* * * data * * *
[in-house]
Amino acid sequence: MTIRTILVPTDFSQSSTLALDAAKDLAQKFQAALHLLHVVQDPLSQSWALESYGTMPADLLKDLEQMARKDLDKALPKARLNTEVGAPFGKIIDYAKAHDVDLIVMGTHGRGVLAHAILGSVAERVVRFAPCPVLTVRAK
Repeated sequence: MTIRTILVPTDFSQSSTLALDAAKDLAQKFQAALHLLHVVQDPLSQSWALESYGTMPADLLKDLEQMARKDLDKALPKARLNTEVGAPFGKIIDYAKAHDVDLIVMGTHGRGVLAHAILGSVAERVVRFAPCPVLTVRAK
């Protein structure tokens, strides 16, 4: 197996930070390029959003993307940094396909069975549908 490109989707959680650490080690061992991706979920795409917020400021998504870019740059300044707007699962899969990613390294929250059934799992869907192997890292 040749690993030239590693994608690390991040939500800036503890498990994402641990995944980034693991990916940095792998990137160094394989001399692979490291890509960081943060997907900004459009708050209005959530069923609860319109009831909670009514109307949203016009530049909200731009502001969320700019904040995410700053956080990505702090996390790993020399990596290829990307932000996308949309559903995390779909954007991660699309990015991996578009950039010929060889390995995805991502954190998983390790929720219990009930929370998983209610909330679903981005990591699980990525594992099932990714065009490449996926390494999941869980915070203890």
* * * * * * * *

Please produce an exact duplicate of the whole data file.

[in-house]
Amino acid sequence: MTIRTILVPTDFSQSSTLALDAAKDLAQKFQAALHLLHVVQDPLSQSWALESYGTMPADLLKDLEQMARKDLDKALPKARLNTEVGAPFGKIIDYAKAHDVDLIVMGTHGRGVLAHAILGSVAERVVRFAPCPVLTVRAK
Repeated sequence: MTIRTILVPTDFSQSSTLALDAAKDLAQKFQAALHLLHVVQDPLSQSWALESYGTMPADLLKDLEQMARKDLDKALPKARLNTEVGAPFGKIIDYAKAHDVDLIVMGTHGRGVLAHAILGSVAERVVRFAPCPVLTVRAK
């Protein structure tokens, strides 16, 4: 197996930070390029959003993307940094396909069975549908 490109989707959680650490080690061992991706979920795409917020400021998504870019740059300044707007699962899969990613390294929250059934799992869907192997890292 040749690993030239590693994608690390991040939500800036503890498990994402641990995944980034693991990916940095792998990137160094394989001399692979490291890509960081943060997907900004459009708050209005959530069923609860319109009831909670009514109307949203016009530049909200731009502001969320700019904040995410700053956080990505702090996390790993020399990596290829990307932000996308949309559903995390779909954007991660699309990015991996578009950039010929060889390995995805991502954190998983390790929720219990009930929370998983209610909330679903981005990591699980990525594992099932990714065009490449996926390494999941869980915070203890």